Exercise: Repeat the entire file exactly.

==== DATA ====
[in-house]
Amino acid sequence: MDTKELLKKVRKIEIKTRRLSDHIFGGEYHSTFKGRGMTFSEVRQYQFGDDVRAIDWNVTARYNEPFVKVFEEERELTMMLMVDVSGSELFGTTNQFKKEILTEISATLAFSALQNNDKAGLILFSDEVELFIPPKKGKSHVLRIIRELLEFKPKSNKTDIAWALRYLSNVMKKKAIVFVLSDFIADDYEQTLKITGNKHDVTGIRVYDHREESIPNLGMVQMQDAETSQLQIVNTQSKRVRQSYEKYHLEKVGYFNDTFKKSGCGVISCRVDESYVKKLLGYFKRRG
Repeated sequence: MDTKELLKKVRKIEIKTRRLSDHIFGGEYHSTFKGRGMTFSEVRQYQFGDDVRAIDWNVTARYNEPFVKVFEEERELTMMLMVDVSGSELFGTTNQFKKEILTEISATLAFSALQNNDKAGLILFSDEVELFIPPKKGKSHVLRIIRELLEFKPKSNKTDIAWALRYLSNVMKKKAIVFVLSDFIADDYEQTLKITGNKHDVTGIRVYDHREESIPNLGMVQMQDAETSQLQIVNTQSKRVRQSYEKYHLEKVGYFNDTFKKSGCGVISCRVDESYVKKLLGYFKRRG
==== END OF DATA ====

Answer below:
[in-house]
Amino acid sequence: MDTKELLKKVRKIEIKTRRLSDHIFGGEYHSTFKGRGMTFSEVRQYQFGDDVRAIDWNVTARYNEPFVKVFEEERELTMMLMVDVSGSELFGTTNQFKKEILTEISATLAFSALQNNDKAGLILFSDEVELFIPPKKGKSHVLRIIRELLEFKPKSNKTDIAWALRYLSNVMKKKAIVFVLSDFIADDYEQTLKITGNKHDVTGIRVYDHREESIPNLGMVQMQDAETSQLQIVNTQSKRVRQSYEKYHLEKVGYFNDTFKKSGCGVISCRVDESYVKKLLGYFKRRG
Repeated sequence: MDTKELLKKVRKIEIKTRRLSDHIFGGEYHSTFKGRGMTFSEVRQYQFGDDVRAIDWNVTARYNEPFVKVFEEERELTMMLMVDVSGSELFGTTNQFKKEILTEISATLAFSALQNNDKAGLILFSDEVELFIPPKKGKSHVLRIIRELLEFKPKSNKTDIAWALRYLSNVMKKKAIVFVLSDFIADDYEQTLKITGNKHDVTGIRVYDHREESIPNLGMVQMQDAETSQLQIVNTQSKRVRQSYEKYHLEKVGYFNDTFKKSGCGVISCRVDESYVKKLLGYFKRRG